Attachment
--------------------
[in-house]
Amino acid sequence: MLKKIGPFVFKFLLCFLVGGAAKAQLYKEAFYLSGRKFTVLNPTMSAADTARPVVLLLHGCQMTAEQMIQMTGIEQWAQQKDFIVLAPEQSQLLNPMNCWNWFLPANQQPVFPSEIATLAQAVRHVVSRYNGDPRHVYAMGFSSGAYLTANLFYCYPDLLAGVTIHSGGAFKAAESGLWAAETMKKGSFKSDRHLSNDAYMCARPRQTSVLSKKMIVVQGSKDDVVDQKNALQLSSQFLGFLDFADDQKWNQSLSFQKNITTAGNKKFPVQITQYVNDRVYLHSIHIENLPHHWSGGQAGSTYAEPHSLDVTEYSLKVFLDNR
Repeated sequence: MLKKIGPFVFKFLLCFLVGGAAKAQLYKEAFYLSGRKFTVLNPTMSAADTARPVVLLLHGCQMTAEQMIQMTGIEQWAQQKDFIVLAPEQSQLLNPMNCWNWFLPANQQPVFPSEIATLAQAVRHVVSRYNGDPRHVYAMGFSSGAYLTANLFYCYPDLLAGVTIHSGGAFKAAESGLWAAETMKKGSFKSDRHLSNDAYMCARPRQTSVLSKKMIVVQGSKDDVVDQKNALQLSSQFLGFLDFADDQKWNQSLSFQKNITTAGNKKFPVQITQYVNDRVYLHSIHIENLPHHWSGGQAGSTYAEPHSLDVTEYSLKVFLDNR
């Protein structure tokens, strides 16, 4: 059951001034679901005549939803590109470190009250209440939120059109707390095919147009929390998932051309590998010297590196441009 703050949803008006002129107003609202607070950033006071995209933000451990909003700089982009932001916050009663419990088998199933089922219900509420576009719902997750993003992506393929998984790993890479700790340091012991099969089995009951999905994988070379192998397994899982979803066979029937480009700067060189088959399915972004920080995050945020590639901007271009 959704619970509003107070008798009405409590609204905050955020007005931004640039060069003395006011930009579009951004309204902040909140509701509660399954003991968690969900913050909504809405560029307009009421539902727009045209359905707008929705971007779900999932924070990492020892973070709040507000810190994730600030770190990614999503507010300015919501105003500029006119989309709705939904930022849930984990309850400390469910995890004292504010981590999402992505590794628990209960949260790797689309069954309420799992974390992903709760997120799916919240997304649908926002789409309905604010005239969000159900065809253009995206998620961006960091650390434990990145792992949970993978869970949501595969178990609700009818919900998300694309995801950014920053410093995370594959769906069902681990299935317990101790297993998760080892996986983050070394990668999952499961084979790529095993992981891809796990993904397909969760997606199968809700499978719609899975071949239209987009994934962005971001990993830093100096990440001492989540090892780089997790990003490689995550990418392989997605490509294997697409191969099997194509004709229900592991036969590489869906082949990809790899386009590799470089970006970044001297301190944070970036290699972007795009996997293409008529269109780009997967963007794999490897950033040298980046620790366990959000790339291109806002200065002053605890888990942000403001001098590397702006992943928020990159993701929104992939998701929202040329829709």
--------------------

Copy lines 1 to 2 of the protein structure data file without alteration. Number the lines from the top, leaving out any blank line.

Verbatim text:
[in-house]
Amino acid sequence: MLKKIGPFVFKFLLCFLVGGAAKAQLYKEAFYLSGRKFTVLNPTMSAADTARPVVLLLHGCQMTAEQMIQMTGIEQWAQQKDFIVLAPEQSQLLNPMNCWNWFLPANQQPVFPSEIATLAQAVRHVVSRYNGDPRHVYAMGFSSGAYLTANLFYCYPDLLAGVTIHSGGAFKAAESGLWAAETMKKGSFKSDRHLSNDAYMCARPRQTSVLSKKMIVVQGSKDDVVDQKNALQLSSQFLGFLDFADDQKWNQSLSFQKNITTAGNKKFPVQITQYVNDRVYLHSIHIENLPHHWSGGQAGSTYAEPHSLDVTEYSLKVFLDNR